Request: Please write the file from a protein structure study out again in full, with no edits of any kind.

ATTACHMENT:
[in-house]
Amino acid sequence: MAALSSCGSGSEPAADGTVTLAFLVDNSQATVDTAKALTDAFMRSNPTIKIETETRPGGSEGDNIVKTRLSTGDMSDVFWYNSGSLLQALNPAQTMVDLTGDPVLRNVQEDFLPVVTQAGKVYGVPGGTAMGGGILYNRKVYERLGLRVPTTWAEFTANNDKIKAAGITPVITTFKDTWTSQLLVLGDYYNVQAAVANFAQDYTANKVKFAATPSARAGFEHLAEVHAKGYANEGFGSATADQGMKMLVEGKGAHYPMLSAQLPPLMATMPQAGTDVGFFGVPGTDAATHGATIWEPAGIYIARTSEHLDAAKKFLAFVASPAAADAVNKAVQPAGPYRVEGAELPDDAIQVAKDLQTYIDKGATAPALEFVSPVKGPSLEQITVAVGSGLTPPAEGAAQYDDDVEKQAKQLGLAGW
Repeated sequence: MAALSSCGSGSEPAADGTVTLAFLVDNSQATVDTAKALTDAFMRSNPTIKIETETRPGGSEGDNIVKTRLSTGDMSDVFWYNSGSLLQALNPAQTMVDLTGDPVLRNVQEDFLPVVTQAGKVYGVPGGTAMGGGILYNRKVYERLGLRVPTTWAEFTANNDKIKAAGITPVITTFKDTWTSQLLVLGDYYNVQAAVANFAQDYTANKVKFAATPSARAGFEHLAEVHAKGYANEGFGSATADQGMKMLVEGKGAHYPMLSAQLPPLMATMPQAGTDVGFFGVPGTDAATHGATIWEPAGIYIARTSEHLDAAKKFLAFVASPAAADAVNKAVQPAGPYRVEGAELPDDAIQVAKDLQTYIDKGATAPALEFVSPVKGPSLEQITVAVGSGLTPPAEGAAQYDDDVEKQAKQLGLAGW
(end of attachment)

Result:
[in-house]
Amino acid sequence: MAALSSCGSGSEPAADGTVTLAFLVDNSQATVDTAKALTDAFMRSNPTIKIETETRPGGSEGDNIVKTRLSTGDMSDVFWYNSGSLLQALNPAQTMVDLTGDPVLRNVQEDFLPVVTQAGKVYGVPGGTAMGGGILYNRKVYERLGLRVPTTWAEFTANNDKIKAAGITPVITTFKDTWTSQLLVLGDYYNVQAAVANFAQDYTANKVKFAATPSARAGFEHLAEVHAKGYANEGFGSATADQGMKMLVEGKGAHYPMLSAQLPPLMATMPQAGTDVGFFGVPGTDAATHGATIWEPAGIYIARTSEHLDAAKKFLAFVASPAAADAVNKAVQPAGPYRVEGAELPDDAIQVAKDLQTYIDKGATAPALEFVSPVKGPSLEQITVAVGSGLTPPAEGAAQYDDDVEKQAKQLGLAGW
Repeated sequence: MAALSSCGSGSEPAADGTVTLAFLVDNSQATVDTAKALTDAFMRSNPTIKIETETRPGGSEGDNIVKTRLSTGDMSDVFWYNSGSLLQALNPAQTMVDLTGDPVLRNVQEDFLPVVTQAGKVYGVPGGTAMGGGILYNRKVYERLGLRVPTTWAEFTANNDKIKAAGITPVITTFKDTWTSQLLVLGDYYNVQAAVANFAQDYTANKVKFAATPSARAGFEHLAEVHAKGYANEGFGSATADQGMKMLVEGKGAHYPMLSAQLPPLMATMPQAGTDVGFFGVPGTDAATHGATIWEPAGIYIARTSEHLDAAKKFLAFVASPAAADAVNKAVQPAGPYRVEGAELPDDAIQVAKDLQTYIDKGATAPALEFVSPVKGPSLEQITVAVGSGLTPPAEGAAQYDDDVEKQAKQLGLAGW